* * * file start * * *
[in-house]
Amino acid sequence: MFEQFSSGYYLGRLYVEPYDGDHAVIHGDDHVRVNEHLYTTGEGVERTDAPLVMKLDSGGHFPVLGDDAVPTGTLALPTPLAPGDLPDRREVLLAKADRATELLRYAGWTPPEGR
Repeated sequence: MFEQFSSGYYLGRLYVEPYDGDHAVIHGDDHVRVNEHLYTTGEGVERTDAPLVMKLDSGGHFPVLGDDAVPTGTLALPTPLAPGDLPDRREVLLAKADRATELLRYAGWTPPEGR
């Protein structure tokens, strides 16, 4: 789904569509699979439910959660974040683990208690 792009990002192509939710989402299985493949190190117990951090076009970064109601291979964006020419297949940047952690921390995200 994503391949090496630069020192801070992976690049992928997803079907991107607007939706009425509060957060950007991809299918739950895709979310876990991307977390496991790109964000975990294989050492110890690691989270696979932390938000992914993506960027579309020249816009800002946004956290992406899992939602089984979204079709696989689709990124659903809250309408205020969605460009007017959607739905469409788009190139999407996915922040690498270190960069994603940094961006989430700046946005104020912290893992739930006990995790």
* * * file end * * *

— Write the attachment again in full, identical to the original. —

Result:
[in-house]
Amino acid sequence: MFEQFSSGYYLGRLYVEPYDGDHAVIHGDDHVRVNEHLYTTGEGVERTDAPLVMKLDSGGHFPVLGDDAVPTGTLALPTPLAPGDLPDRREVLLAKADRATELLRYAGWTPPEGR
Repeated sequence: MFEQFSSGYYLGRLYVEPYDGDHAVIHGDDHVRVNEHLYTTGEGVERTDAPLVMKLDSGGHFPVLGDDAVPTGTLALPTPLAPGDLPDRREVLLAKADRATELLRYAGWTPPEGR
């Protein structure tokens, strides 16, 4: 789904569509699979439910959660974040683990208690 792009990002192509939710989402299985493949190190117990951090076009970064109601291979964006020419297949940047952690921390995200 994503391949090496630069020192801070992976690049992928997803079907991107607007939706009425509060957060950007991809299918739950895709979310876990991307977390496991790109964000975990294989050492110890690691989270696979932390938000992914993506960027579309020249816009800002946004956290992406899992939602089984979204079709696989689709990124659903809250309408205020969605460009007017959607739905469409788009190139999407996915922040690498270190960069994603940094961006989430700046946005104020912290893992739930006990995790």